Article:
Chargaux at the 2017 Austin Chamber Music Festival
This dynamic Brooklyn-based string duo proves that the Austin Chamber Music Festival has many more colors than its name suggests
Tight shot of a violin and a viola – standard-issue instruments in every orchestra and string ensemble across the globe. Make whatever assumptions you choose about the music made with these instruments and the musicians who play them.
Now pan out to reveal the owners of these old-school music makers: two African-American women in their 20s, both with impeccably styled makeup and hair (which could be bright magenta or lemon, elaborate box braids or tight flapper curls) and chic outfits looking not just on trend but ahead of trend.
Keep panning out until we can see them in a metropolitan setting – possibly the Boston street corner where the two met by chance in 2010, or a Brooklyn subway where they spent four years honing their chops as a musical duo and finding their voice as composers – and see them surrounded by restless urbanites, stopped in their tracks to listen to the pair, to capture them in photos and on video, to ask them where their music can be purchased.
Now cue the music: violin and viola intertwining in dreamy melodic lines, repeated with synth underscoring and drum machine beats, spiced here with Eastern airs and there with hip-hop rhythms, and maybe some spoken lines or softly sung lyrics that add to the alluring, mesmerizing, and thoroughly fresh spell cast by their original compositions. Unless, that is, they're covering, say, Kanye's "FML" or Taylor Swift's "Shake It Off," Beyoncé's "Partition" or Adele's "Rolling in the Deep," in which case their musical magic turns alchemical, transforming a song you knew into one that sounds like nothing you've heard before.
Pan out far enough and you'll be able to see Kendrick Lamar, who included their strings in his hit "Bitch, Don't Kill My Vibe"; fashion label Opening Ceremony, which featured the duo in one of its runway shows; J. Cole, who had the pair contribute vocals and string arrangements to his album 4 Your Eyez Only; and Michelle Obama, who brought them to the White House to perform for her Reach Higher initiative's Fashion Education workshop.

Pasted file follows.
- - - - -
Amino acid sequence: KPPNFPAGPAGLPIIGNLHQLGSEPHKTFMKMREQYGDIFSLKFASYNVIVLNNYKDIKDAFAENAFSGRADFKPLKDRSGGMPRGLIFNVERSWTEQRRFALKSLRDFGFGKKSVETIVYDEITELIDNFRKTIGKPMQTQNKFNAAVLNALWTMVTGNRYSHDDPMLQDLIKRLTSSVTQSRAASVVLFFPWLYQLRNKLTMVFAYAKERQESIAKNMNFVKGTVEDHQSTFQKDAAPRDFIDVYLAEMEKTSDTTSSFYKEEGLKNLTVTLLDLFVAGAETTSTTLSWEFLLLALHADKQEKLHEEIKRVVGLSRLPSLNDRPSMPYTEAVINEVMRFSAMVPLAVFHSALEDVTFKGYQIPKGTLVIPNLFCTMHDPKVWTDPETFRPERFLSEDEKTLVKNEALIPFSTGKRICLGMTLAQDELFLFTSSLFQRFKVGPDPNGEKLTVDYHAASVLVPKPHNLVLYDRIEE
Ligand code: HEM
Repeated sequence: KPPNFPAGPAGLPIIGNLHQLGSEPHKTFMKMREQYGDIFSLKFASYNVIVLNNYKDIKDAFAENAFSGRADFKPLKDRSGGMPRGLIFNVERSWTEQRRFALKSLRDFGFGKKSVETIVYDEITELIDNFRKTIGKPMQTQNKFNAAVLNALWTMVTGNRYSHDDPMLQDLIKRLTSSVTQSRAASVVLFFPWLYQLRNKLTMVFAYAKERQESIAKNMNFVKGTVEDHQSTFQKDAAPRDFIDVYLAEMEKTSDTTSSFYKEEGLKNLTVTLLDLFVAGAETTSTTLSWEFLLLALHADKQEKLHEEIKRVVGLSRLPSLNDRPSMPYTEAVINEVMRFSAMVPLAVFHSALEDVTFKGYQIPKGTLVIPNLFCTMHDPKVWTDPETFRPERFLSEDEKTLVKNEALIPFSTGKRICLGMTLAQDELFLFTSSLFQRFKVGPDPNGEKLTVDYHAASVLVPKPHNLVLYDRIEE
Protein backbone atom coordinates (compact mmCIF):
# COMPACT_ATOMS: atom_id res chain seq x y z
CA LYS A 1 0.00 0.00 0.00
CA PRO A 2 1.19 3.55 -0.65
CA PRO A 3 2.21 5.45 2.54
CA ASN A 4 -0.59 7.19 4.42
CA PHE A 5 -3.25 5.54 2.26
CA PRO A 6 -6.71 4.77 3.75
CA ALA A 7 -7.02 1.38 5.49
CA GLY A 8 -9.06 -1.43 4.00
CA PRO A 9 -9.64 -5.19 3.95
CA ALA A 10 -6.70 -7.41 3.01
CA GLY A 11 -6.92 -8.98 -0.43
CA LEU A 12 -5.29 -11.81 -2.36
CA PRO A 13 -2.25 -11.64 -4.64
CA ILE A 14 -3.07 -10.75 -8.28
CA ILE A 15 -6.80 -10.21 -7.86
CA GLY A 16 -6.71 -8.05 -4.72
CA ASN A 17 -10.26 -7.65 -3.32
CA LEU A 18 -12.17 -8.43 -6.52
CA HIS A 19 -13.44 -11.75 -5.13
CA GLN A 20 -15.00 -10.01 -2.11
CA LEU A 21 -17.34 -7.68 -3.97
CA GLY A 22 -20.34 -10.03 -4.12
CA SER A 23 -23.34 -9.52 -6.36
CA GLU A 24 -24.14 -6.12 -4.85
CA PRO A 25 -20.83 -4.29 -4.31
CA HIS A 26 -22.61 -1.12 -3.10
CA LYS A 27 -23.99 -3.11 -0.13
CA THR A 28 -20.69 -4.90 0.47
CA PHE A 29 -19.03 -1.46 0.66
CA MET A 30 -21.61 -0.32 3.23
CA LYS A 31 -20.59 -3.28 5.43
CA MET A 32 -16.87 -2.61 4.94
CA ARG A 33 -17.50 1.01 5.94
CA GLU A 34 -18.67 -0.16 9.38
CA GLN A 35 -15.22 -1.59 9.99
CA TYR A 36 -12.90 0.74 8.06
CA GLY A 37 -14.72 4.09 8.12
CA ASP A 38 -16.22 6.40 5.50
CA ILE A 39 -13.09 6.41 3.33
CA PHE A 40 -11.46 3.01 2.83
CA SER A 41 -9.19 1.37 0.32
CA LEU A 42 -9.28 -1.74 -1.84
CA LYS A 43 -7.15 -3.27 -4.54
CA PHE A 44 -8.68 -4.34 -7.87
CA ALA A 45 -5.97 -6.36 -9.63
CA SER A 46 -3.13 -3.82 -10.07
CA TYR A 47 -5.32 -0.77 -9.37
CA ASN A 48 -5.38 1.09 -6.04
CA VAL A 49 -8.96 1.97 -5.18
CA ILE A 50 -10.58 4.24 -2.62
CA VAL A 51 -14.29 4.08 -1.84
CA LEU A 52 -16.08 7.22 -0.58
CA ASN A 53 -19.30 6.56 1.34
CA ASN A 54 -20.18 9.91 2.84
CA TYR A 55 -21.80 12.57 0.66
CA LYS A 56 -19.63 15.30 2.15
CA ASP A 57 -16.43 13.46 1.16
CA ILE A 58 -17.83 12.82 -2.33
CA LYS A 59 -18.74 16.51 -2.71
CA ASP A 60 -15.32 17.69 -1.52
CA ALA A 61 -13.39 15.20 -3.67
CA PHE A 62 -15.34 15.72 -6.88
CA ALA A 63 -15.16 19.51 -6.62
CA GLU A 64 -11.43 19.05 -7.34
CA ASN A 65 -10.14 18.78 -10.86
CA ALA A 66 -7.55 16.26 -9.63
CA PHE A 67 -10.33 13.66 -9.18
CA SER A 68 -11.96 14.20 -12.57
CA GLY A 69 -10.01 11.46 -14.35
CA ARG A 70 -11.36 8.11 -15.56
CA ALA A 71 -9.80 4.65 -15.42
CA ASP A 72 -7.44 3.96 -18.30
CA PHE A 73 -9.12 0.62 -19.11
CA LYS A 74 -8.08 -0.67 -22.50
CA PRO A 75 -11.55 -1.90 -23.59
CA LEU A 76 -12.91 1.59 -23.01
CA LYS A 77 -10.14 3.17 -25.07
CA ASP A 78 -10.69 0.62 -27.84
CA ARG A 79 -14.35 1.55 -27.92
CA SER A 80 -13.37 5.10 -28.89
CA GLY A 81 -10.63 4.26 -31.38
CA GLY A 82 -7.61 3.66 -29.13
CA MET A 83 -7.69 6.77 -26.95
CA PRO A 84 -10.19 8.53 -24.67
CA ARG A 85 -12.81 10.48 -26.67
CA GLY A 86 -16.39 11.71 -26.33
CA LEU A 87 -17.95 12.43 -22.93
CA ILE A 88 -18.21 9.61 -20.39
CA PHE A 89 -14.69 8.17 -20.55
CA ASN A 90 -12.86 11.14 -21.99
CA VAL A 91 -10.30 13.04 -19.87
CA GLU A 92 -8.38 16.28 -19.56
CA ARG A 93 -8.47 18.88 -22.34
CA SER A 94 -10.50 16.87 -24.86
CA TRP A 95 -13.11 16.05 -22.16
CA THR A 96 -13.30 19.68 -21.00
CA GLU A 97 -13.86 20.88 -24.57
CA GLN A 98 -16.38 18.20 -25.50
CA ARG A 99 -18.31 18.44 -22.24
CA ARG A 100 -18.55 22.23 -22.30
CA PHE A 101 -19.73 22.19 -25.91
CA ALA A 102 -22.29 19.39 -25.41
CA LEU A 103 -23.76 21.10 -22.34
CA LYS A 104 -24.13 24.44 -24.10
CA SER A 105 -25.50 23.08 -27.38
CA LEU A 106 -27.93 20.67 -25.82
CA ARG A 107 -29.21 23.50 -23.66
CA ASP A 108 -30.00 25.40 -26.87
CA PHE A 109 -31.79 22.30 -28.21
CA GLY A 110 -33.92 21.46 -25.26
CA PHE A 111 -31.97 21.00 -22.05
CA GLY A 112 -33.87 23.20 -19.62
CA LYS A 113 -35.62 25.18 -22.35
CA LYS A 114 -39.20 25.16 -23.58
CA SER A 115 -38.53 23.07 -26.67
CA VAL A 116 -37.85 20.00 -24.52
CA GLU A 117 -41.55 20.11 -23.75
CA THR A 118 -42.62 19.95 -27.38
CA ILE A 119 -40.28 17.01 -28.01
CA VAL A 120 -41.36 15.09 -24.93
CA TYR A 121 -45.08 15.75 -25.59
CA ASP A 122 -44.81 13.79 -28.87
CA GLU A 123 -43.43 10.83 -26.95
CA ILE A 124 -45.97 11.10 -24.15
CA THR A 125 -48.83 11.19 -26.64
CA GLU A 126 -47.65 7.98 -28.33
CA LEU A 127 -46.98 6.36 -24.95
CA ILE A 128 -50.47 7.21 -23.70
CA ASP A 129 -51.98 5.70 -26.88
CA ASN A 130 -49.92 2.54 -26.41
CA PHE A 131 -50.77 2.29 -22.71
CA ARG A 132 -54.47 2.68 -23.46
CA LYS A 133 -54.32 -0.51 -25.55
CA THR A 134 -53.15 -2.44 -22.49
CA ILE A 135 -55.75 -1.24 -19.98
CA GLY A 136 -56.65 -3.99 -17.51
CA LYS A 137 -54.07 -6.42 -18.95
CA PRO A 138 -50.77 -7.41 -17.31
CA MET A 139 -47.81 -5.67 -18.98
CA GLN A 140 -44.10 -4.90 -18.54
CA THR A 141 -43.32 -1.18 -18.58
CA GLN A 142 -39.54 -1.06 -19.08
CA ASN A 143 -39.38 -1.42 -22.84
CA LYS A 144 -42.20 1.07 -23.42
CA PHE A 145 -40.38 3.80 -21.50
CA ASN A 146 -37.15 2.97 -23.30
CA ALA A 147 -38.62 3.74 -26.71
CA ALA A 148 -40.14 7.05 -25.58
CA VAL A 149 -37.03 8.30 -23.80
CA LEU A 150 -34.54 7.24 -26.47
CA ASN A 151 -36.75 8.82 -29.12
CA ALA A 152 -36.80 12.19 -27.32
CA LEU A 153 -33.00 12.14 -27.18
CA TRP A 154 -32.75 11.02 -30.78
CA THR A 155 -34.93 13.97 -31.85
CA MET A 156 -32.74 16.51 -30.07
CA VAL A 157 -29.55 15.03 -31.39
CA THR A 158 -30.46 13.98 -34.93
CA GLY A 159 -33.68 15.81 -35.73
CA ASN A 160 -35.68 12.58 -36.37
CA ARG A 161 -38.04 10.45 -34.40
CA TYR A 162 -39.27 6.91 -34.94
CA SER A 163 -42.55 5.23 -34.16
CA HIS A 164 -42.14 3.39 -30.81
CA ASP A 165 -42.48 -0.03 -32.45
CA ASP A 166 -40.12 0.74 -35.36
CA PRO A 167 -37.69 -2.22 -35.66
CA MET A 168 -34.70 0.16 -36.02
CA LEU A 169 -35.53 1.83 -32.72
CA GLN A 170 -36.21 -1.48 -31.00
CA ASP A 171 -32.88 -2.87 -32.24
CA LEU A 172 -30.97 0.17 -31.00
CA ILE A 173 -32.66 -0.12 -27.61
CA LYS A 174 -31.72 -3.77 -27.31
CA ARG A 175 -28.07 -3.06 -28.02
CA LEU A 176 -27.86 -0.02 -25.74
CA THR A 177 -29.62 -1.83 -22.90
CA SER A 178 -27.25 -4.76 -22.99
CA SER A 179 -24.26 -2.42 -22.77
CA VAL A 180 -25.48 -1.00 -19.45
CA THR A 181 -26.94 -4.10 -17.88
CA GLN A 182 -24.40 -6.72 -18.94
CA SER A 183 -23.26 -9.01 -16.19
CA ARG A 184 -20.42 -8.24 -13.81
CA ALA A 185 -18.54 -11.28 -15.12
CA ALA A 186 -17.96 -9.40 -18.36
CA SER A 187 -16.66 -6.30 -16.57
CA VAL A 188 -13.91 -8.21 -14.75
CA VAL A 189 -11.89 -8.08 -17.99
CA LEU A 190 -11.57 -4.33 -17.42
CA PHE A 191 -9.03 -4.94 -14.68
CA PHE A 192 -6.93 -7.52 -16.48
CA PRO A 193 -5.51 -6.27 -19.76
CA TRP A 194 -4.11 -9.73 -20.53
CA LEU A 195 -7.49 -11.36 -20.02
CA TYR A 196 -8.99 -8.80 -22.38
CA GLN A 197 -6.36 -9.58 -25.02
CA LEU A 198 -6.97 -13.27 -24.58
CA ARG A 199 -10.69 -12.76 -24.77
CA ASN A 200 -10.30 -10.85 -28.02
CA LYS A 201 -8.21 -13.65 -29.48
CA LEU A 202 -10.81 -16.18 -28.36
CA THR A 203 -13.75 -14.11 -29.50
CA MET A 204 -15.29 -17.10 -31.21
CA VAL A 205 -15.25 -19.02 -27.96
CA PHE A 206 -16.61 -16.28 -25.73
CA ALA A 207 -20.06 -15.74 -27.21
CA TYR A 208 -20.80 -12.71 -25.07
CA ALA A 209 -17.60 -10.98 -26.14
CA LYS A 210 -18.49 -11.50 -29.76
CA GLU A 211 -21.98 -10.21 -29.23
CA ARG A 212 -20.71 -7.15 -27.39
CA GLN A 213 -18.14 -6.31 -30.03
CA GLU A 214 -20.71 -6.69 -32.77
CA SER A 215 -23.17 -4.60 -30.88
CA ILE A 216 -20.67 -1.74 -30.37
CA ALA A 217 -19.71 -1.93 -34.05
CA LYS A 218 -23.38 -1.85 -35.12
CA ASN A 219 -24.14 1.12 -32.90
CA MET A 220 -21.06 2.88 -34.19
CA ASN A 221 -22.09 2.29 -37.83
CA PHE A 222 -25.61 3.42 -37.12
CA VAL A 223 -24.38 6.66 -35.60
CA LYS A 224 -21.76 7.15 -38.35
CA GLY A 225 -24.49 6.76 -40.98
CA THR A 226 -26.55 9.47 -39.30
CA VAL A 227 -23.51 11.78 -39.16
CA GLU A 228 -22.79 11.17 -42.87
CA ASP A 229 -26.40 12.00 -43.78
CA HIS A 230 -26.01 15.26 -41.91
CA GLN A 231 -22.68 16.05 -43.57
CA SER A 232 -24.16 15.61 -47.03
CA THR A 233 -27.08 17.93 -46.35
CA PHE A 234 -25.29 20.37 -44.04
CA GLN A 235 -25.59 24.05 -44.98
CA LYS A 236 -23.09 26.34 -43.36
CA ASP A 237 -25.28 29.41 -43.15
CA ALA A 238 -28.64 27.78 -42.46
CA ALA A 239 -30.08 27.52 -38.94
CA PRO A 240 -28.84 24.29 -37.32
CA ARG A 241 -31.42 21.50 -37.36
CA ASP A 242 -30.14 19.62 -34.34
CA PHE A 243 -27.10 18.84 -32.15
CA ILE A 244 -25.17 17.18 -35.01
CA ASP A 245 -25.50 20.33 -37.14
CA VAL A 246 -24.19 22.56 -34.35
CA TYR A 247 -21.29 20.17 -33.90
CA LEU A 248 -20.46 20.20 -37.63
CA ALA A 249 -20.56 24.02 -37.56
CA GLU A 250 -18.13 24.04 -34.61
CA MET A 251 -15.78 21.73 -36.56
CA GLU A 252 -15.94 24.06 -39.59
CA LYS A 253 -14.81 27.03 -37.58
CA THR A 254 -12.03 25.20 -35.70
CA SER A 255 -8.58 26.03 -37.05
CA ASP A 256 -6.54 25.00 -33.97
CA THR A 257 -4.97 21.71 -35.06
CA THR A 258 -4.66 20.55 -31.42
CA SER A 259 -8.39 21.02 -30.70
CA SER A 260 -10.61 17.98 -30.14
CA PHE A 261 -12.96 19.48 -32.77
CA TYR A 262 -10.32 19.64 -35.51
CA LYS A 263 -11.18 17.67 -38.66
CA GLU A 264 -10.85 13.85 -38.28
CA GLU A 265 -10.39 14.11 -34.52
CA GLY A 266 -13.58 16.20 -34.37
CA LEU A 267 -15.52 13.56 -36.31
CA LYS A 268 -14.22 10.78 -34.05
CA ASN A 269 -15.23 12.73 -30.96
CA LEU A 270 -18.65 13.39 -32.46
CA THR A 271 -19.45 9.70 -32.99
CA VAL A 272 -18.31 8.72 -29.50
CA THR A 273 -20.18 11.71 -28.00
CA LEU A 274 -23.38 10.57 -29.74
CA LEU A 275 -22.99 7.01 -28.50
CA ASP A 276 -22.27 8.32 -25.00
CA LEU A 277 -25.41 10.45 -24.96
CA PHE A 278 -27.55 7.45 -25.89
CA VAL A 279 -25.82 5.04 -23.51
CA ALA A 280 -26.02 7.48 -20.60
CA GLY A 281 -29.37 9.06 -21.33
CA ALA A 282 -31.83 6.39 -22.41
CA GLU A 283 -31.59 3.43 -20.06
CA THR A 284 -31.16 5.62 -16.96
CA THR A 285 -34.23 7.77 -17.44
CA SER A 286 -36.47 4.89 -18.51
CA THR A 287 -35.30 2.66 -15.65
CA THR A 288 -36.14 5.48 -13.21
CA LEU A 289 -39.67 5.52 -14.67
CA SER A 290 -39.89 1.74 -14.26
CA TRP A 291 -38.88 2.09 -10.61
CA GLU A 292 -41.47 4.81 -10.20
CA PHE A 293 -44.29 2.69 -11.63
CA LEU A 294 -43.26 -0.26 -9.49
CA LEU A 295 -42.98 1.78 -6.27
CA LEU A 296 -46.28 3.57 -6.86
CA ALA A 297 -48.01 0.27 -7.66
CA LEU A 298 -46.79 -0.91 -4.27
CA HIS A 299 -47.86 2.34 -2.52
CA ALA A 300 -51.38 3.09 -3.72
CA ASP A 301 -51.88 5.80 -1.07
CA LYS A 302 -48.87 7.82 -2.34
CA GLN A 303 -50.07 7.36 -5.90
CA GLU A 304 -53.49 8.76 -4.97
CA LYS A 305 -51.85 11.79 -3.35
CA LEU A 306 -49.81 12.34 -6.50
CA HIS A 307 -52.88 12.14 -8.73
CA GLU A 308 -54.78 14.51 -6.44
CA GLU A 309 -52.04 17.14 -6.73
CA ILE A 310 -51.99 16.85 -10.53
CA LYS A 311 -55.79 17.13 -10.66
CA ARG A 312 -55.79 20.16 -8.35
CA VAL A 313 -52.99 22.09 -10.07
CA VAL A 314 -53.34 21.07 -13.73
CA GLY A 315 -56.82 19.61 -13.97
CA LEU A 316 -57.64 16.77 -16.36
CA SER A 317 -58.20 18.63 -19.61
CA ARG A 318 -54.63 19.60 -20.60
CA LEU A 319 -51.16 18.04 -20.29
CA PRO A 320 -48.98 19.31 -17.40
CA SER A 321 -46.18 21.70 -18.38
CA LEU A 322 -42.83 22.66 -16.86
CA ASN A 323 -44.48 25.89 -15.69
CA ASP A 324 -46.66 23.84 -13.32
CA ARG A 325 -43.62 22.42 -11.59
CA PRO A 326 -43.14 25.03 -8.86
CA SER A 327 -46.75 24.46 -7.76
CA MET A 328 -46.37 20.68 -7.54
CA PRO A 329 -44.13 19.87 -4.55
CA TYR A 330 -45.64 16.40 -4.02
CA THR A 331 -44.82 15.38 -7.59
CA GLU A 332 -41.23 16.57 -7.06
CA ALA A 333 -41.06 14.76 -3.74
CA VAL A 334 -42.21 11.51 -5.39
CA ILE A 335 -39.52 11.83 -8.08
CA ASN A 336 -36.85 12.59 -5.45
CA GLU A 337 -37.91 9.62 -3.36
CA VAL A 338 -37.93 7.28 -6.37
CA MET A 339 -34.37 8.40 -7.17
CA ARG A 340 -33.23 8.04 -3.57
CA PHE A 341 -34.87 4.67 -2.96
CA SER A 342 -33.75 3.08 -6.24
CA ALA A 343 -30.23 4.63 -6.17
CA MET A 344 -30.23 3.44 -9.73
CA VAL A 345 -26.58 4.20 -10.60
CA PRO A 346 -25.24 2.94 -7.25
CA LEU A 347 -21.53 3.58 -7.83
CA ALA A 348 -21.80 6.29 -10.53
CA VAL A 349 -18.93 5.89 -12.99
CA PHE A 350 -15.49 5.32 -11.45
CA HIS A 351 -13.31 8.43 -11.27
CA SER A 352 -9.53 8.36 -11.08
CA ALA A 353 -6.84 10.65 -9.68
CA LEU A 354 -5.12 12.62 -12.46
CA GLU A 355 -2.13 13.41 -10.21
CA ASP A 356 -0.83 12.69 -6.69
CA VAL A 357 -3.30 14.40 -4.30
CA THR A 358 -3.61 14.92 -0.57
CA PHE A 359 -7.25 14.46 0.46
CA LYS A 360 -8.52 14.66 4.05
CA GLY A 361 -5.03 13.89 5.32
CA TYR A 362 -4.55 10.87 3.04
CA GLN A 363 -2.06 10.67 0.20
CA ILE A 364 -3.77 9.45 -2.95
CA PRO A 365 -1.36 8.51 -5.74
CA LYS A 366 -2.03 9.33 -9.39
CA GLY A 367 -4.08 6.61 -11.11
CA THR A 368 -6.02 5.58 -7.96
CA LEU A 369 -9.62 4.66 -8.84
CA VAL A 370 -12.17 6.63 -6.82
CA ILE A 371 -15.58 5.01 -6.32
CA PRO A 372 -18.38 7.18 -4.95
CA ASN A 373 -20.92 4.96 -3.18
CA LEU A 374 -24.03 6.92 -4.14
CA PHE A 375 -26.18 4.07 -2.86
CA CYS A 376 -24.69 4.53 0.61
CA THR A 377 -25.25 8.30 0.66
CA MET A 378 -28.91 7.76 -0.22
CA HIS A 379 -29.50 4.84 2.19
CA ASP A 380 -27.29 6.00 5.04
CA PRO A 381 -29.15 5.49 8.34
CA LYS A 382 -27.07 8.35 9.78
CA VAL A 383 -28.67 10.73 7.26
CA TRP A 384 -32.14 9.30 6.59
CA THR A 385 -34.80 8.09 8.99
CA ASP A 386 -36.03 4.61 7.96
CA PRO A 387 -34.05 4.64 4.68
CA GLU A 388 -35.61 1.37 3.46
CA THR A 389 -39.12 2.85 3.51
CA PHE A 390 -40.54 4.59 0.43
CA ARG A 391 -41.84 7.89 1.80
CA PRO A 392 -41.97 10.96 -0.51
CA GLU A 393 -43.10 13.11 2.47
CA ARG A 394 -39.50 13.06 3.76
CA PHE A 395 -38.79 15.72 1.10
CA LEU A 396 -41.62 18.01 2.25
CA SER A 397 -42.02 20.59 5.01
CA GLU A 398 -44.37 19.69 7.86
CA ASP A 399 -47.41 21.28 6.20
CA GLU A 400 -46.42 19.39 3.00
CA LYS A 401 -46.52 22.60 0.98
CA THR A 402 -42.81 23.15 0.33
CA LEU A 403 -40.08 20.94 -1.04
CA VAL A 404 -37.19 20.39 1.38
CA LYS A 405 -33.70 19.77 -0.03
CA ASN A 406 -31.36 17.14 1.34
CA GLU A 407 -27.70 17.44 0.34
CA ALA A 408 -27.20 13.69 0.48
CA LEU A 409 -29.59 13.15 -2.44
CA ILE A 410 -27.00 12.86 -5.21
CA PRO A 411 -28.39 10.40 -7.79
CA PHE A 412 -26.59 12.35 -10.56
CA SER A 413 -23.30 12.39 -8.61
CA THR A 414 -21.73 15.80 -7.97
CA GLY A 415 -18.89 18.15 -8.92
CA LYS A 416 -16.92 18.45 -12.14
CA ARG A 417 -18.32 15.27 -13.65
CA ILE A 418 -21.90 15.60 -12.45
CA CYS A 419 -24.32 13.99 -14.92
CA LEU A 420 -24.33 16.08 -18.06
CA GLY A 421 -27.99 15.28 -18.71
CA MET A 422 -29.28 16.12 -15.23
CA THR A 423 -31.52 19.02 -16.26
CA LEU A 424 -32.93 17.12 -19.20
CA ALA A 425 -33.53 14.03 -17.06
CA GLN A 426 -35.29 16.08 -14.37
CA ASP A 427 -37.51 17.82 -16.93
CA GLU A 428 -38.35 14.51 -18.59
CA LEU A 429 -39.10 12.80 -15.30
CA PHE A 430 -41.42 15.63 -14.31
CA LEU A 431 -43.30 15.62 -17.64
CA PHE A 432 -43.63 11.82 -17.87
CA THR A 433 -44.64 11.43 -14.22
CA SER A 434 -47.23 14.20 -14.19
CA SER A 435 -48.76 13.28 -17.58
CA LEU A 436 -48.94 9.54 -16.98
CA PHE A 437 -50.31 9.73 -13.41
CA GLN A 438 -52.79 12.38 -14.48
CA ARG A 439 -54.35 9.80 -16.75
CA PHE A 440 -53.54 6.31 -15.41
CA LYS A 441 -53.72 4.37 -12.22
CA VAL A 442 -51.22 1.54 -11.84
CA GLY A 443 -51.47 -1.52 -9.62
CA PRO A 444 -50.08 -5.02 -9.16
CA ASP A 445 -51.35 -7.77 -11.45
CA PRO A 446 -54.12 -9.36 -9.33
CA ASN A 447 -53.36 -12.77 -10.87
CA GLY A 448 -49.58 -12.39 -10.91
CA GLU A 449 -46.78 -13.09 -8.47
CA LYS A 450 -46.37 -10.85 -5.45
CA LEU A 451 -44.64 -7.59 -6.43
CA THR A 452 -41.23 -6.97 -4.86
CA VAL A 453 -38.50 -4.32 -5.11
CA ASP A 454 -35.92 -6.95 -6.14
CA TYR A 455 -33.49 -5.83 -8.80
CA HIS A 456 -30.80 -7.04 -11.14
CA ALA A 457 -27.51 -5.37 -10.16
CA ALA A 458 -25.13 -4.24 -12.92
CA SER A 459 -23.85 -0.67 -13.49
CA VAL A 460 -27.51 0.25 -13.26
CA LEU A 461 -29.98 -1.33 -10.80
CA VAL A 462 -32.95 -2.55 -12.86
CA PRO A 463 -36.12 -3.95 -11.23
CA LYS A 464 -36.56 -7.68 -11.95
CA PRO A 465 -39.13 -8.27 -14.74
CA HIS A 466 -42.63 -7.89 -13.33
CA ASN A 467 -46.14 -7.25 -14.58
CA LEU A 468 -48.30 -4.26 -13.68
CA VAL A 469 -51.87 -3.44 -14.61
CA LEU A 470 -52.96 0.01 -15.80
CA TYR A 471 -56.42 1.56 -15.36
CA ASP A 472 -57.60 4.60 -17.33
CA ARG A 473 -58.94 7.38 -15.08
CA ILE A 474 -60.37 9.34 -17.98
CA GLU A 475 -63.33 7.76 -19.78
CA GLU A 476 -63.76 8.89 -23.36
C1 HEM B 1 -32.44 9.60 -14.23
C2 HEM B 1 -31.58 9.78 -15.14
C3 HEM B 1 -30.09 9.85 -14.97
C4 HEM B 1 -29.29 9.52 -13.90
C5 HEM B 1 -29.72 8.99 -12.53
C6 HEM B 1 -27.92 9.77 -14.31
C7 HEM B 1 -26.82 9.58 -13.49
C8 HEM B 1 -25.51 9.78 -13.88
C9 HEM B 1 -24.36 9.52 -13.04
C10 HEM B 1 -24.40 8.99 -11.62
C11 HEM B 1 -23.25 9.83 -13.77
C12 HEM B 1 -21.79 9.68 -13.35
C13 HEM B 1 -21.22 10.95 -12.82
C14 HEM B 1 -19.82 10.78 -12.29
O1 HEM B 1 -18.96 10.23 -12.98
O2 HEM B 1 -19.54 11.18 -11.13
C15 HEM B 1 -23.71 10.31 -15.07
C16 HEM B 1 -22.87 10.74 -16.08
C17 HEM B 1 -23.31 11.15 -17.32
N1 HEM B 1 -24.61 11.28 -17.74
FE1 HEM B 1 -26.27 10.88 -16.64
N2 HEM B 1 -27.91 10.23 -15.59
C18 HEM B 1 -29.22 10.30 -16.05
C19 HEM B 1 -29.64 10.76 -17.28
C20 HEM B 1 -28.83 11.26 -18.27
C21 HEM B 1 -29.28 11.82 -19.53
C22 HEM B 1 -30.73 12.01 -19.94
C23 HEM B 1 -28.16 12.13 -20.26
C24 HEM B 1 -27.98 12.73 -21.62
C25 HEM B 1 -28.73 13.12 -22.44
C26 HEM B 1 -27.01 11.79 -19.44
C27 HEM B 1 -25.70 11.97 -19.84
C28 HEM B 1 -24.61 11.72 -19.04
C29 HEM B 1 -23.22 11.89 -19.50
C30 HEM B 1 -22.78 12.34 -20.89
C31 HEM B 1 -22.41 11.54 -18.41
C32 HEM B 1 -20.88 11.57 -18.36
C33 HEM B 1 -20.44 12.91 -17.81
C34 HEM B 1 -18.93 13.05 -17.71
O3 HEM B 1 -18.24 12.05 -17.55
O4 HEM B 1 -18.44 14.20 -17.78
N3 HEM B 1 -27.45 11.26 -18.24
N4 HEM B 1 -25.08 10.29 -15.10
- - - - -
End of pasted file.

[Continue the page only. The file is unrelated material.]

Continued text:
That's Chargaux – as in Jasmin "Charly" Charles and Margaux Whitney – the Brooklyn-based art collective that's been defying expectations in the musical, fashion, and visual art worlds for the past seven years. Whatever preconceptions may have been prompted by seeing their instruments – I'm guessing stodgy old white dudes in tuxes, hopelessly mired in music of the 18th and 19th centuries – the fact is, classical music is a bigger, broader, even wilder world than we often imagine it to be. And the fact that Chargaux is a featured act at this year's Austin Chamber Music Festival should also indicate that there's more to a festival by that name than you might think.
Michelle Schumann, artistic director of the Austin Chamber Music Center and festival director for the past decade, has always sought to fill the annual summer event with ensembles and programs that reveal the full spectrum of colors in what's considered chamber music. While never one to ignore the traditional brand of chamber music that draws on the classical repertoire of the past – she's brought to Austin such celebrated ensembles as the Emerson String Quartet, Jupiter String Quartet, Brentano String Quartet, and this year's St. Lawrence String Quartet – she has supplemented the chamber music we might have expected with much that we might not have: the Turtle Island Quartet playing a tribute to John Coltrane, Raúl Jaurena & the Texas Tango Five playing a tribute to Astor Piazzolla, Tosca String Quartet playing a tribute to the Beat poets, chamber operas about Anne Frank and neurologist Oliver Sacks, badass jazz trio the Bad Plus, Third Coast Percussion, Texas songbird Kelly Willis, and Chamber Music Center students-turned-hot-band Mother Falcon. In that varied array, Chargaux represents another vivid hue.
And speaking of hues, it's worth noting the role that color plays in the art of Chargaux. Violinist Charly has synesthesia, the perceptual condition in which some sensory impressions are associated with colors. As she explained it to an interviewer with the National Endowment for the Arts: "Color for me is an involuntary sense. It's just as natural as taste, touch, and feel. When I hear music, or when I hear any sound, there's an aura, or there's a series of color, or there's a pattern of color that comes with it.
"When I listen to Alice Coltrane, a lot of her music is red and orange – she has a lot of Easter colors. When I listen to Miles Davis, his music sounds very dark: black, brown, stripes of gold. When I listen to Jimi Hendrix, we see these psychedelic colors that everybody paints him with. I don't see those colors, but I feel these raw reds and oranges. I feel these swells, these flowers. If you could imagine how a flower feels, that's what his music sounds like to me. So it's not just simply a color, it's also a texture. There might be 30 different versions of yellow that I hear from something."
Charly goes on to say that when she and Margaux make music, "all the songs we write have a palette, a simple palette that we pull from." She sees the music of Chargaux as "really purple." Now's your chance to discover what colors you see in this duo's music – and in the other ensembles in the 2017 Austin Chamber Music Festival. You may find more colors than you expect.
Chargaux performs Sun., July 9, 7pm, at North Door, 501 Brushy. For more information, visit www.austinchambermusic.org.